Hollinghurst J, Fry R, Akbari A, Clegg A, Lyons RA, Watkins A, Rodgers SE.

Age and Ageing (2019), 48(6): 922–926


frailty has major implications for health and social care services internationally. The development, validation and national implementation of the electronic Frailty Index (eFI) using routine primary care data has enabled change in the care of older people living with frailty in England.


to externally validate the eFI in Wales and assess new frailty-related outcomes.

Study design and setting

retrospective cohort study using the Secure Anonymised Information Linkage (SAIL) Databank, comprising 469,000 people aged 65–95, registered with a SAIL contributing general practice on 1 January 2010.


four categories (fit; mild; moderate and severe) of frailty were constructed using recognised cut points from the eFI. We calculated adjusted hazard ratios (HRs) from Cox regression models for validation of existing outcomes: 1-, 3- and 5-year mortality, hospitalisation, and care home admission for validation. We also analysed, as novel outcomes, 1-year mortality following hospitalisation and frailty transition times.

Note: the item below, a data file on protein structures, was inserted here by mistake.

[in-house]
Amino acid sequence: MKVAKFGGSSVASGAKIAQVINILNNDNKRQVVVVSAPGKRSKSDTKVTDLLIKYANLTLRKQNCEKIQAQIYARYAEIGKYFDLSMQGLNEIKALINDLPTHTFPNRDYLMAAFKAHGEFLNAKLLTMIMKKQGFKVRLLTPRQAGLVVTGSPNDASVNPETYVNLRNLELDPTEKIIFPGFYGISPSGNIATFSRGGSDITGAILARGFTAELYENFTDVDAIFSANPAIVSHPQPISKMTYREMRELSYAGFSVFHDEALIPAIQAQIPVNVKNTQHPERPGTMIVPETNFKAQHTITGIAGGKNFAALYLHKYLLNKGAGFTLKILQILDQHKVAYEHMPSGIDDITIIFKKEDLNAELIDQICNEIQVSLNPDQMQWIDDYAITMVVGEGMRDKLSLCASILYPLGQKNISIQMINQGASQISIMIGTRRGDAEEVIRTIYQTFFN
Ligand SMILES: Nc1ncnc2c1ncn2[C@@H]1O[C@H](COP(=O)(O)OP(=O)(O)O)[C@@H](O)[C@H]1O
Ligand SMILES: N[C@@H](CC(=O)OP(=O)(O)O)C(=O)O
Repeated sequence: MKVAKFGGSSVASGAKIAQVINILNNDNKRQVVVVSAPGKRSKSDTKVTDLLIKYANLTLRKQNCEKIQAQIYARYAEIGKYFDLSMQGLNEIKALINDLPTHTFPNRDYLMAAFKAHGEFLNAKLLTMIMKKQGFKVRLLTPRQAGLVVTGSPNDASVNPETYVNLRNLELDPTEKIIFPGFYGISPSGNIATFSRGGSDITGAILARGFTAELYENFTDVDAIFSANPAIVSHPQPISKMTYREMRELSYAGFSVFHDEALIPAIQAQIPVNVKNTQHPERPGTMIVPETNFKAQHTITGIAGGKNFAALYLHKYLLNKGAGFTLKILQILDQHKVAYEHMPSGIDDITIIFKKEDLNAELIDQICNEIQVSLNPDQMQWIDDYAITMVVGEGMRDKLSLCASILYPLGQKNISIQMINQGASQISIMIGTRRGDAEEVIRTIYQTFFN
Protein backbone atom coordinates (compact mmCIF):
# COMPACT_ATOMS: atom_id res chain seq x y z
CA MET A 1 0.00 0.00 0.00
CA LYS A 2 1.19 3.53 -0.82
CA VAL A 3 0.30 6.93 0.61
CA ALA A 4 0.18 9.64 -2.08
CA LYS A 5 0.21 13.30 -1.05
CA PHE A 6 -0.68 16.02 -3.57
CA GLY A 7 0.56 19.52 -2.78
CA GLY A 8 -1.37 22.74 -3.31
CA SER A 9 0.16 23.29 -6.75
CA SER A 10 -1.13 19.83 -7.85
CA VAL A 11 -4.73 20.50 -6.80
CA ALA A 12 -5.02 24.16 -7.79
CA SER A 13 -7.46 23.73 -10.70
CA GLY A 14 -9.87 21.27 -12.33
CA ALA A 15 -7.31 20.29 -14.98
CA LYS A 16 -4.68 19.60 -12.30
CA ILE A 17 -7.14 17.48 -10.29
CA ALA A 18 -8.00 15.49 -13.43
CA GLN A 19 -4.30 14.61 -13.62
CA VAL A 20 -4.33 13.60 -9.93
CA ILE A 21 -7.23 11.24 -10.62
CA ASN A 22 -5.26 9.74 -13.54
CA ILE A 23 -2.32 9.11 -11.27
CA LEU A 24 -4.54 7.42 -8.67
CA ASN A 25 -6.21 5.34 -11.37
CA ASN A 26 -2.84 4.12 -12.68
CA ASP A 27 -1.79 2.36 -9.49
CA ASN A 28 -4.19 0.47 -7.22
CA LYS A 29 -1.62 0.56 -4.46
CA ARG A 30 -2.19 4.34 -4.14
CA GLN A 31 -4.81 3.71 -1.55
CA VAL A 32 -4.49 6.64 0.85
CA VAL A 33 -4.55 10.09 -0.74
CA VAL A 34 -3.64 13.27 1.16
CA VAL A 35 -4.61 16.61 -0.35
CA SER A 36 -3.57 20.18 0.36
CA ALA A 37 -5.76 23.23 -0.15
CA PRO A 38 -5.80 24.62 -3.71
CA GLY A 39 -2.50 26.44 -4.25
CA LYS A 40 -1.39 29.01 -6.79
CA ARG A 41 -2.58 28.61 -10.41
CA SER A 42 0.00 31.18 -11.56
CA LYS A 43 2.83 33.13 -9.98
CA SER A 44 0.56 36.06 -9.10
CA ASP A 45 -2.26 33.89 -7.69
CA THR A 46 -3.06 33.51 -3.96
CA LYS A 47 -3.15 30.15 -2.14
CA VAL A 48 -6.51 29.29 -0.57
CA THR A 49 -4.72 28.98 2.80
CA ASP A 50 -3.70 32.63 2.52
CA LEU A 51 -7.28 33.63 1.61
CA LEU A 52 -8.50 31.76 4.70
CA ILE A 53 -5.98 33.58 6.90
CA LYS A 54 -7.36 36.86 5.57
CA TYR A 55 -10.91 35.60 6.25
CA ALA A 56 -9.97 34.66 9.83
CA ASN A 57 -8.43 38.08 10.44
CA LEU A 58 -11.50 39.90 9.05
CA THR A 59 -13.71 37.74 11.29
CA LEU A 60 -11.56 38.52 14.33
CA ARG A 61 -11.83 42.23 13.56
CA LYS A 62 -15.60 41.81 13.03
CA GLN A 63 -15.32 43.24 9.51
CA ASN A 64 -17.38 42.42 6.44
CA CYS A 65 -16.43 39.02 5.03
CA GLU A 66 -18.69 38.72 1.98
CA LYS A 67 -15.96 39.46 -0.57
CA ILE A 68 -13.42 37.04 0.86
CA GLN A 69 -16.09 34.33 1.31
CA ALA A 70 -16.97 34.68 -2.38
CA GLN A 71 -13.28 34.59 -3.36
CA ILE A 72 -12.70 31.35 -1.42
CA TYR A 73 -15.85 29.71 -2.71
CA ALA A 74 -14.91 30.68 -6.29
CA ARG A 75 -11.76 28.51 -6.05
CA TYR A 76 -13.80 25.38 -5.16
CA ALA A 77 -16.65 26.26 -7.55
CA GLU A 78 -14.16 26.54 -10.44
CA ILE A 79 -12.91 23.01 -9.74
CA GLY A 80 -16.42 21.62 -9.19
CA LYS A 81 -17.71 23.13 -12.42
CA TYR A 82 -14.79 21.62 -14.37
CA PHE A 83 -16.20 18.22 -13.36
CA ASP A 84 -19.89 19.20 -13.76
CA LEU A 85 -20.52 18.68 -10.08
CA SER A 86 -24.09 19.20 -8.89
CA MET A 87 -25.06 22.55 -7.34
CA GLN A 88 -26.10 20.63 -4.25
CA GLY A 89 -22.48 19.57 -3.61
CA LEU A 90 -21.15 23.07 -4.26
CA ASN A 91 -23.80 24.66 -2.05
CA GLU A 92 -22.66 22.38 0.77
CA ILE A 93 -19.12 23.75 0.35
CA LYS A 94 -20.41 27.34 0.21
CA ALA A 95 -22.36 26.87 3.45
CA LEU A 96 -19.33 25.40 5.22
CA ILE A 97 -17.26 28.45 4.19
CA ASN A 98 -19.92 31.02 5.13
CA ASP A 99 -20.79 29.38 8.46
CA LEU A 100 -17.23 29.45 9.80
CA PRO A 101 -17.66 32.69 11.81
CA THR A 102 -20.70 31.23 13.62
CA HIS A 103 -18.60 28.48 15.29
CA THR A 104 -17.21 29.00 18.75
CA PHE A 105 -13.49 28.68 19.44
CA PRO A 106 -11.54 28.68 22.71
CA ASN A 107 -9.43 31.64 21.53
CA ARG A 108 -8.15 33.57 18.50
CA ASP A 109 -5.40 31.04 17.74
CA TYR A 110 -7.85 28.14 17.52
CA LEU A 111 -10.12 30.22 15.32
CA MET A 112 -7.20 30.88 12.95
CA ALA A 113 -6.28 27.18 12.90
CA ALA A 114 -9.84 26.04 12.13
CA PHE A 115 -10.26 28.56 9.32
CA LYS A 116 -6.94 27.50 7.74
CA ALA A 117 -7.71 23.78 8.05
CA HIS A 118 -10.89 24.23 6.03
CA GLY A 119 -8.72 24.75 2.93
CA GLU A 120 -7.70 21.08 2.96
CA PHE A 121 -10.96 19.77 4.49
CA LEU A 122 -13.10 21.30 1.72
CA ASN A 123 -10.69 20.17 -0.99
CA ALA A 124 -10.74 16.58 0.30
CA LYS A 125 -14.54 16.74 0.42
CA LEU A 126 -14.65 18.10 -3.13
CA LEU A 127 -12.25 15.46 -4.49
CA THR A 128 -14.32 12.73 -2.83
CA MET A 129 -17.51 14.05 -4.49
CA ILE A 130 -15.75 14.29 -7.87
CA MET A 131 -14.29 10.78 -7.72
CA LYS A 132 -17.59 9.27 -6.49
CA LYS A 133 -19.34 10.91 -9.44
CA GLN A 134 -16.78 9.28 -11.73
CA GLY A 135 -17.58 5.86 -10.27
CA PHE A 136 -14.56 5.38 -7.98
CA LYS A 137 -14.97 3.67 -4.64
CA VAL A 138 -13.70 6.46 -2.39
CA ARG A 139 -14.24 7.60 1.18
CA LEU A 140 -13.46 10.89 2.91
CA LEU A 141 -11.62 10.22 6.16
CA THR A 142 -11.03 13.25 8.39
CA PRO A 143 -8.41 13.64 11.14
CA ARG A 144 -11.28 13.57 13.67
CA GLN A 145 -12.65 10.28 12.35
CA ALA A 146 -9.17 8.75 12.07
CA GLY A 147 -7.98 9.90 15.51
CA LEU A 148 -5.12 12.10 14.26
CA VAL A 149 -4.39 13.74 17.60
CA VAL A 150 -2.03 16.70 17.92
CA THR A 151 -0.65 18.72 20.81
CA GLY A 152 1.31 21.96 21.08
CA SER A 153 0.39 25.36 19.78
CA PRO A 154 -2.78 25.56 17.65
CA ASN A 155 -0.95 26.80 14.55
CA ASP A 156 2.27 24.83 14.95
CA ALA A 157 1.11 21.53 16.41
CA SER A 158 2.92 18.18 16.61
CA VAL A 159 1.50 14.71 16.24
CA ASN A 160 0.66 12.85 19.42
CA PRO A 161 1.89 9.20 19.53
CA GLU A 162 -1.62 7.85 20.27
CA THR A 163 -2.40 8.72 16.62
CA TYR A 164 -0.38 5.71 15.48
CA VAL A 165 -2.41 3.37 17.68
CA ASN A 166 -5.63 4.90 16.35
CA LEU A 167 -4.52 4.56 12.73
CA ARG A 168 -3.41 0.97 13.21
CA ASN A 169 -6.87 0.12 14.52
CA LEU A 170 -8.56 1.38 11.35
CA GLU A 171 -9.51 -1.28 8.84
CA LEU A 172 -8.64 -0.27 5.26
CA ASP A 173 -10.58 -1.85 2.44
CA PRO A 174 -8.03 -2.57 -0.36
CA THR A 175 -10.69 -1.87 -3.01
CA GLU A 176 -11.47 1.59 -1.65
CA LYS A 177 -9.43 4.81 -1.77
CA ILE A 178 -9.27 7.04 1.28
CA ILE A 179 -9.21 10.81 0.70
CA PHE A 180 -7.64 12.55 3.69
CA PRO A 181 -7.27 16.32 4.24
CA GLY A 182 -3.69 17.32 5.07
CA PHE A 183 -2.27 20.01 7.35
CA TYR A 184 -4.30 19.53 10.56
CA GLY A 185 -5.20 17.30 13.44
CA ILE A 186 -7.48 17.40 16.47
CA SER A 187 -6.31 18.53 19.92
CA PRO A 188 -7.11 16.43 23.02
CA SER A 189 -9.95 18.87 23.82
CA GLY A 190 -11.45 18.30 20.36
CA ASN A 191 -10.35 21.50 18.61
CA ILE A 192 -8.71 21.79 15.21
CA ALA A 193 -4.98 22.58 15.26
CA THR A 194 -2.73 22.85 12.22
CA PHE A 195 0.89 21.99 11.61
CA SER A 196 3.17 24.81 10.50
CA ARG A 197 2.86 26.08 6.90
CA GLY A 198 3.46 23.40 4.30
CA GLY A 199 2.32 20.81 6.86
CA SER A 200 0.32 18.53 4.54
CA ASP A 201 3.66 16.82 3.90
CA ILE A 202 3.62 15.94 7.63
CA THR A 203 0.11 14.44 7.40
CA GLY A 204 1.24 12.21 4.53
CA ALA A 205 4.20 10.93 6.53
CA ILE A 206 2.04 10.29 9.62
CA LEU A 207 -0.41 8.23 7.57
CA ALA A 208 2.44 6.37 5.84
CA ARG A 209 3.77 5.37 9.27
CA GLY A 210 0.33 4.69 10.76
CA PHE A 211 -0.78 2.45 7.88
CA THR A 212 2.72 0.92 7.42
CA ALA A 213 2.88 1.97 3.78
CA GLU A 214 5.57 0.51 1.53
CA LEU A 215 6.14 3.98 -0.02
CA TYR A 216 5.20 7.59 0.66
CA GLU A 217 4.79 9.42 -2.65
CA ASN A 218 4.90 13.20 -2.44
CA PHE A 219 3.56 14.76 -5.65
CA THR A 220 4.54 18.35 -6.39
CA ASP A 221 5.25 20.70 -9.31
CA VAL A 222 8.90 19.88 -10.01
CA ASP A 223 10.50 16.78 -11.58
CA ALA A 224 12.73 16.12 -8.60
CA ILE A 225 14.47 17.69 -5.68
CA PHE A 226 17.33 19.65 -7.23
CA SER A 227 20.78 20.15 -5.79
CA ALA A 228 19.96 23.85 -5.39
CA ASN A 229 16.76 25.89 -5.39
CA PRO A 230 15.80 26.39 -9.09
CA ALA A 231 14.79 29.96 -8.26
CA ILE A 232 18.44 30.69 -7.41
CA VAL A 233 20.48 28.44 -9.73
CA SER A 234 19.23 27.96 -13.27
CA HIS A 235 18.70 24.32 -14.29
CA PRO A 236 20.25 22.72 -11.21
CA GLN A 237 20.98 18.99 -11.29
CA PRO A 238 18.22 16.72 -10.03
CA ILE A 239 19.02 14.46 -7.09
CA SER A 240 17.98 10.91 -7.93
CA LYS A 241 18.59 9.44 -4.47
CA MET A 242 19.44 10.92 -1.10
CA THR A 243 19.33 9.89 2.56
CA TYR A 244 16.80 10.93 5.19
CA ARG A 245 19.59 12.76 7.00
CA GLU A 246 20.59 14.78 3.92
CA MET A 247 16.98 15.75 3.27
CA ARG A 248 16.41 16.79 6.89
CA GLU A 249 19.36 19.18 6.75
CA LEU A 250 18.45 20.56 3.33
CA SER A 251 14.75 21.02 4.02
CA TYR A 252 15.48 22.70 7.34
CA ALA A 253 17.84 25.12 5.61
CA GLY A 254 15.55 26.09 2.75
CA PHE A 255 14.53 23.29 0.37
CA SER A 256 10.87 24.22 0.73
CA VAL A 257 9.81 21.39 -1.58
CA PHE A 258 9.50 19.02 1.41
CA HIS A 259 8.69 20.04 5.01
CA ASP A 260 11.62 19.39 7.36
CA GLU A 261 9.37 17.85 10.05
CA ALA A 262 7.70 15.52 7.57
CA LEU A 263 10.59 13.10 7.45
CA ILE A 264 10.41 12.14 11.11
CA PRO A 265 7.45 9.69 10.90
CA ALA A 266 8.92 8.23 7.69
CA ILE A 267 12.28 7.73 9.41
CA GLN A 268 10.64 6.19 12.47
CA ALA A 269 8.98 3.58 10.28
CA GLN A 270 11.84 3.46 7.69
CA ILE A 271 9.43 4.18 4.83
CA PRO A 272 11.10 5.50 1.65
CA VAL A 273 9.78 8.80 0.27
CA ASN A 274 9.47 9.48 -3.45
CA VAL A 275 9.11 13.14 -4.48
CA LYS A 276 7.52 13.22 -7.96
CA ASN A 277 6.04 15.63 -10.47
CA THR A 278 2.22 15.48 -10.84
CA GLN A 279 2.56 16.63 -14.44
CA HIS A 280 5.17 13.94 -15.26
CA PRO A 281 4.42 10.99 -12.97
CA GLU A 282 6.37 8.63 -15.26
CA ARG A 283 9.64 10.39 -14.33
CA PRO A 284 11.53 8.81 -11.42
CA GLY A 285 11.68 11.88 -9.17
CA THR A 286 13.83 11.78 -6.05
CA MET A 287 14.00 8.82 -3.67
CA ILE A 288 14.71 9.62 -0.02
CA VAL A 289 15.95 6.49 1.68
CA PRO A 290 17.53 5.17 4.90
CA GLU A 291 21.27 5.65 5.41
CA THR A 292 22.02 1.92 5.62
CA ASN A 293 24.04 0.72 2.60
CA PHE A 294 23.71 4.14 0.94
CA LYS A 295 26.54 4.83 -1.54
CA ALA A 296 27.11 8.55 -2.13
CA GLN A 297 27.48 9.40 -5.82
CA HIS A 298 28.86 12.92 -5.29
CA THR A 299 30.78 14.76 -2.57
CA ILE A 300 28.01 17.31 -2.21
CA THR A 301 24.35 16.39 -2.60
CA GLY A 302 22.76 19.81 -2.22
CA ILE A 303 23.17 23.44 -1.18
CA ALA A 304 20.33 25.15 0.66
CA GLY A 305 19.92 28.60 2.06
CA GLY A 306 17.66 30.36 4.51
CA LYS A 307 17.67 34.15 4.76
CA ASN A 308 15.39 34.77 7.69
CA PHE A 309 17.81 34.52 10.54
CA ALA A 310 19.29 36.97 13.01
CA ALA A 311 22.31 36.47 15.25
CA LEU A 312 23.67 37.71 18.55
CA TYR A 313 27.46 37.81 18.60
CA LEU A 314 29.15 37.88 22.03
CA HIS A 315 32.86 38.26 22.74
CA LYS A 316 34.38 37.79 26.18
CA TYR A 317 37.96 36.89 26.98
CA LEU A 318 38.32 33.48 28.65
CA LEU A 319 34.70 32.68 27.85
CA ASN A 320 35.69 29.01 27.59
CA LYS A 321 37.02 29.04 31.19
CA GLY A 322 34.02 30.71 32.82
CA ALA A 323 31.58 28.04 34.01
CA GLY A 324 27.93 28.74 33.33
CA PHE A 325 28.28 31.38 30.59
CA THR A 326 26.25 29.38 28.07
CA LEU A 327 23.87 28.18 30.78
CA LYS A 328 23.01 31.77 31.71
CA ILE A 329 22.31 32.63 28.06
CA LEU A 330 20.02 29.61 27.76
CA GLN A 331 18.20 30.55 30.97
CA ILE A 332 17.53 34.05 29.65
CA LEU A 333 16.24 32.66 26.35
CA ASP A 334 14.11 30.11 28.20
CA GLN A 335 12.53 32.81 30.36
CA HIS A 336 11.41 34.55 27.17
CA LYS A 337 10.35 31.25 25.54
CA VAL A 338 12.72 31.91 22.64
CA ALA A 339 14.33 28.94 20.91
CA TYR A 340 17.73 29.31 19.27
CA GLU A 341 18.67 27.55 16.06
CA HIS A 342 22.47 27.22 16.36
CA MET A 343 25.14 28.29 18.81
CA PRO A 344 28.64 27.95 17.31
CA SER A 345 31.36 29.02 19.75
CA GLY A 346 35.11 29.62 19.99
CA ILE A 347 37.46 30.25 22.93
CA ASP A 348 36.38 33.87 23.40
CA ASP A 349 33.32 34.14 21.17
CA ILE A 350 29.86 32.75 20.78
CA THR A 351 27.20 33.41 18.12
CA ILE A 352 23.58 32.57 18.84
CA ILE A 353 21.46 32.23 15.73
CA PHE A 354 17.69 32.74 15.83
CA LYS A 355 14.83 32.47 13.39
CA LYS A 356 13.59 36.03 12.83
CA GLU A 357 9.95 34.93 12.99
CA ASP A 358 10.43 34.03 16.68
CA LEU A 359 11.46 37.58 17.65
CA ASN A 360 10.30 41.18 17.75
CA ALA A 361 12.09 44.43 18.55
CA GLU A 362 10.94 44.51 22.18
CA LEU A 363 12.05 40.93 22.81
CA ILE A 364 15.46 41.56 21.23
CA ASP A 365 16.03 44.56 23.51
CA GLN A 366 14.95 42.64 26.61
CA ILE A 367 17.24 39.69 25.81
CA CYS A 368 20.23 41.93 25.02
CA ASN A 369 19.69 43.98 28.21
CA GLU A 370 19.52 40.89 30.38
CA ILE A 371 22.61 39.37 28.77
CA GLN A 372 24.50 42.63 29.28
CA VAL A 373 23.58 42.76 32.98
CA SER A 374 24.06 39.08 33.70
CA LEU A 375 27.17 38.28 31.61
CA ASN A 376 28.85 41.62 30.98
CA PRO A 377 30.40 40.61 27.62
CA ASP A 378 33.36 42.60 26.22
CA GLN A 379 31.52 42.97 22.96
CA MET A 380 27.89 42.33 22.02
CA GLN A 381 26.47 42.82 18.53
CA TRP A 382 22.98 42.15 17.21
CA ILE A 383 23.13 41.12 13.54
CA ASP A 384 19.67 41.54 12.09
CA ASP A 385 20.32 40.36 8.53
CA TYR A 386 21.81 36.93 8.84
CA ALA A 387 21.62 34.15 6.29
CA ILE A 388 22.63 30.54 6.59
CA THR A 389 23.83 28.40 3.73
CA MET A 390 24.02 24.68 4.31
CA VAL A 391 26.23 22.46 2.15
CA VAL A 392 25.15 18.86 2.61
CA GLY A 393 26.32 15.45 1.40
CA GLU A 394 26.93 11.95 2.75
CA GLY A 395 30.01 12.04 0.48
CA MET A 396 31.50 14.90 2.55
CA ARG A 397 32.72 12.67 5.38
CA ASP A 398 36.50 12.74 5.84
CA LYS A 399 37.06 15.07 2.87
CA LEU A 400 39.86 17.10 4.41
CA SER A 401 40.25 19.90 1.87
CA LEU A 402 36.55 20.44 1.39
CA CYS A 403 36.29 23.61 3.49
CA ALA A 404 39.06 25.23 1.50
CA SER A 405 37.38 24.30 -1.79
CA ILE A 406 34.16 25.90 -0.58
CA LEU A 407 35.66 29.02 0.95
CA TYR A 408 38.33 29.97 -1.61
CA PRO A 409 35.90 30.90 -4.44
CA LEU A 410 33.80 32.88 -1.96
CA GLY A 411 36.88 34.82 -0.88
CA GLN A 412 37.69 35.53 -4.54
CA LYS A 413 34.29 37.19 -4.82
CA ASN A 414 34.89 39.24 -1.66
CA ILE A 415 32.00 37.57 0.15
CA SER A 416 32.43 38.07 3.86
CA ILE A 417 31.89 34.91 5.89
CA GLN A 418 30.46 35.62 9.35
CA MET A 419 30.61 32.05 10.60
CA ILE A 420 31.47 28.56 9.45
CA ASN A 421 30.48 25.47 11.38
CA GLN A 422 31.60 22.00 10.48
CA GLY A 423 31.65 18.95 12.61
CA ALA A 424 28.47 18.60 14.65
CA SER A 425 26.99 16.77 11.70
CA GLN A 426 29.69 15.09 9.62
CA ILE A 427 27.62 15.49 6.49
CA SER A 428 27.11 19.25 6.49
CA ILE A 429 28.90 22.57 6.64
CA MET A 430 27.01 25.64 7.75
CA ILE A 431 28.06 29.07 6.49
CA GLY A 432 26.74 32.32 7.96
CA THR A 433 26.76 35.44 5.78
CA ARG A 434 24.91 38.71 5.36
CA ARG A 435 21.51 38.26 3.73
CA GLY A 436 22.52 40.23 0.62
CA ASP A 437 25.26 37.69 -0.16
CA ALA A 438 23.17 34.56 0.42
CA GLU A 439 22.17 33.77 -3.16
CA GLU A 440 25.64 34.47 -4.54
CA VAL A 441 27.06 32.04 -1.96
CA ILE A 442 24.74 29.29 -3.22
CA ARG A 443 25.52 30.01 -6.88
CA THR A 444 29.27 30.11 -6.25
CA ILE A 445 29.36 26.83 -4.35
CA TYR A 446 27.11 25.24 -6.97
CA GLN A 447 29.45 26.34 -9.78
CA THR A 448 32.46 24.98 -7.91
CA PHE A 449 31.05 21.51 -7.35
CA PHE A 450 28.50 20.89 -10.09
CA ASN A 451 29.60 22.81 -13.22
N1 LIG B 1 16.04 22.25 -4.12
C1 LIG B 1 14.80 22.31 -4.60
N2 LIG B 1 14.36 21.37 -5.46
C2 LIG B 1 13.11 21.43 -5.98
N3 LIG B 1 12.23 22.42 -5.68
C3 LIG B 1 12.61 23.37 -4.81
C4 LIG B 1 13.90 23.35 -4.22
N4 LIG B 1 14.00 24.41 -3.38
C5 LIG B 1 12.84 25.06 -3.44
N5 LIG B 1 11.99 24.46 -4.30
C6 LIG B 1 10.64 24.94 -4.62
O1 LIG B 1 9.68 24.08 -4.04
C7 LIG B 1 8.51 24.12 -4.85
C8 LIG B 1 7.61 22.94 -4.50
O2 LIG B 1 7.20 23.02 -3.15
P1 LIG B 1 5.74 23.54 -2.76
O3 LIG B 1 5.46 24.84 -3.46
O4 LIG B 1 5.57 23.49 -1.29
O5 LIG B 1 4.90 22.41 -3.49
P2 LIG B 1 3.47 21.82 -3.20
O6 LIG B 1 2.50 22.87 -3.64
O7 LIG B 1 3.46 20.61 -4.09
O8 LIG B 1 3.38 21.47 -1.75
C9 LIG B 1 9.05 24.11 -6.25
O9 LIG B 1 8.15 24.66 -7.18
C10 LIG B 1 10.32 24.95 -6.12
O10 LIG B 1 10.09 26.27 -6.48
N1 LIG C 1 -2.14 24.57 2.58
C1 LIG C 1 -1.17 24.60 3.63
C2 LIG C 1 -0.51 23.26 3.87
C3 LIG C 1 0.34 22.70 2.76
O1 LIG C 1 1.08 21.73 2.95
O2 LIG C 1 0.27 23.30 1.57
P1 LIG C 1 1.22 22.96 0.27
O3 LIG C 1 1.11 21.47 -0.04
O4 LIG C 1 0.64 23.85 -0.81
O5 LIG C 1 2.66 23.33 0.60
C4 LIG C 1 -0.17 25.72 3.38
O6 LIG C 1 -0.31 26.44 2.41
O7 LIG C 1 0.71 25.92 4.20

HR trends for the validation outcomes in SAIL followed the original results from ResearchOne and THIN databases. Relative to the fit category, adjusted HRs in SAIL (95% CI) for 1-year mortality following hospitalisation were 1.05 (95% CI 1.03-1.08) for mild frailty, 1.24 (95% CI 1.21-1.28) for moderate frailty and 1.51 (95% CI 1.45-1.57) for severe frailty. The median time (lower and upper quartile) between frailty categories was 2,165 days (lower and upper quartiles: 1,510 and 2,831) from fit to mild, 1,155 days (lower and upper quartiles: 756 and 1,610) from mild to moderate and 898 days (lower and upper quartiles: 584 and 1,275) from moderate to severe.


further validation of the eFI showed robust predictive validity and utility for new outcomes.